The final argument, to the untrained eye, is probably the most persuasive. “Oh Edward, I suppose you only want big teams like Wrexham to have success then and have league position awarded by attendance?” Well, actually… No and to prove my case I give you Hendon vs Margate.

In the 2015 Ryman Prem play-off final, small and then homeless Hendon (who had become homeless after, you guessed it, the previous owner spent more money then the club had and then the new owners asset stripped the ground for property development) were having a stunning season. They finished just three points behind the aforementioned Maidstone United and just below them were moneybags Margate, doped on a pile of cash from the new owners. Despite an amazing season, Hendon would lose to Margate 1-0 and miss out on promotion to the Conference South and the small financial boost it would have granted them.

Flash forward less than two years and Margate are heading for relegation back to Step 3, after the money (quelle surprise) ran out and attendances dwindled. Meanwhile, Hendon themselves are now struggling at the foot of the Ryman Prem but at least they have a permanent home again. For all the money spent at Margate, their infrastructure remains as decrepit as it was two years ago. The reality is that by limiting the amount clubs can spend, it actually reduces the spending gap and makes it easier for smaller teams to have days in the sun a lot more regularly than we see now.

I was going to finish by pointing out that even with lots of money, do we really want the owners at clubs Man City and Chelsea spreading through the game like a virus but that is for another time. Instead, I’ll merely note that the next club spending money like water is Billericay Town, who have now signed up a host of players with a wage bill that is going to blow everyone else out of the water. Call me spiteful, but it the same way Paul Kimmage wasn’t applauding when Lance Armstrong was winning races, none of us should be applauding when Billericay start winning games.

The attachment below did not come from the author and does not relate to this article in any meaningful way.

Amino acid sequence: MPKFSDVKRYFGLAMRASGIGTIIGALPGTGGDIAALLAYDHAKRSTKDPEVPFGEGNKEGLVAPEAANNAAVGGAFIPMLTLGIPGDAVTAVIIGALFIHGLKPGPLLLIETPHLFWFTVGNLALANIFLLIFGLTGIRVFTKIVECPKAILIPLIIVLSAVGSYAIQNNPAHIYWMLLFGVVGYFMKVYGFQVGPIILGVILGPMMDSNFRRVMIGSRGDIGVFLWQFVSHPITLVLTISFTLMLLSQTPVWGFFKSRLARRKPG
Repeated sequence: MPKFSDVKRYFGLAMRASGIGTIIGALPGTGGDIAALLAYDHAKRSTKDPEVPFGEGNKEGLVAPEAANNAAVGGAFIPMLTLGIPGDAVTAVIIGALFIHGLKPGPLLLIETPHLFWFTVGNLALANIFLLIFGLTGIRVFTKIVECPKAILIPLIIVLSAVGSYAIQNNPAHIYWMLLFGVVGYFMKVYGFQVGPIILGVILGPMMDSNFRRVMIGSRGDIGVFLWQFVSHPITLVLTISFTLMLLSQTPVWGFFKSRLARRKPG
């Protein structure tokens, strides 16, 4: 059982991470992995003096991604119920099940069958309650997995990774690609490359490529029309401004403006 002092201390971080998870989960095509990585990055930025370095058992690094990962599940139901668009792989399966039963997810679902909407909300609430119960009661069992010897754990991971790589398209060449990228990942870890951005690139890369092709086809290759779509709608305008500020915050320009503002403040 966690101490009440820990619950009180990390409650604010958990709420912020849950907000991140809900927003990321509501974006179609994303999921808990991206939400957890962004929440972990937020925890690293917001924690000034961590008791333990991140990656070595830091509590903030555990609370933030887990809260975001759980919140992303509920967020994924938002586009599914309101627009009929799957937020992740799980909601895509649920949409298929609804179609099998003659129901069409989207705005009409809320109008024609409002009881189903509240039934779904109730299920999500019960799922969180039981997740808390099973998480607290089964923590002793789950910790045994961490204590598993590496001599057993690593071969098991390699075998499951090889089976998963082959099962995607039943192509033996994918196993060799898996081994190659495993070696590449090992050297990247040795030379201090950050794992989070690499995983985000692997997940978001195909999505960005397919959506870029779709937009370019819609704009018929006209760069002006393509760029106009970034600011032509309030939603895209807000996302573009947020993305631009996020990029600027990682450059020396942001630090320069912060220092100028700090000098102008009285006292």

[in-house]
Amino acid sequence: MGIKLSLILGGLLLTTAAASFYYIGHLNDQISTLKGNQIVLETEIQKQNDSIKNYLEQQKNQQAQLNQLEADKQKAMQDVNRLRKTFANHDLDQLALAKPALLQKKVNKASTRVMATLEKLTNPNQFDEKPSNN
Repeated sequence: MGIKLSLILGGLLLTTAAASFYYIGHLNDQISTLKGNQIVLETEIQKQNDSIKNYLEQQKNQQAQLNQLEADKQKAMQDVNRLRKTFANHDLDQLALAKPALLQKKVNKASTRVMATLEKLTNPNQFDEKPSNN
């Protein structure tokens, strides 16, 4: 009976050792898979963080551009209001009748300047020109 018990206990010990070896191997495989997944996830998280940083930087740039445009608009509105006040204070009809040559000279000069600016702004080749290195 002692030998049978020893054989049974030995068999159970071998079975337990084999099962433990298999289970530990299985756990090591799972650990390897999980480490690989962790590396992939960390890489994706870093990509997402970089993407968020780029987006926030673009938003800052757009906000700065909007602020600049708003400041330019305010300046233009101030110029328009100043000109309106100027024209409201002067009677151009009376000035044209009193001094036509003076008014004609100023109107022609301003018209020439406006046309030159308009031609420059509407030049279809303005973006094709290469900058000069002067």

About Edward Anderson

Edward has previously ran a blog on fan ownership, where he blew considerable sums of money to visit such as Dorchester and Barry Town United. He is currently laying low in Catalonia.

Follow Edward on Twitter: @eddyman00

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  1. Is this some sort of joke? Wrexham lived beyond their means for years and were still running at a hefty loss for the first few years of trust ownership.

    They had to raise £250,000 in 48 hours to save themselves from bankruptcy a few years ago, have a ground that is subsidised by the UK taxpayer and if it were not for a few consecutive years of FA cup runs, would probably have sunk to the same level as Stockport by now.

    Yes, Newport County enjoyed the generosity of a rich fool to get them back into the FL earlier than we were ready, but to say that “well-run” Wrexham deserved it more because they get more supporters through the gate is a joke.

    Do some research you absolute buffoon.

  2. I’m assuming this is written by a 16-year-old, but the clunky cycling “doping” analogy is absurd. Almost stopped reading when I spotted that the writer thinks the phrase is “starved off” rather than “staved off”.

  3. it was 2013. Who was the Dope who wrote this?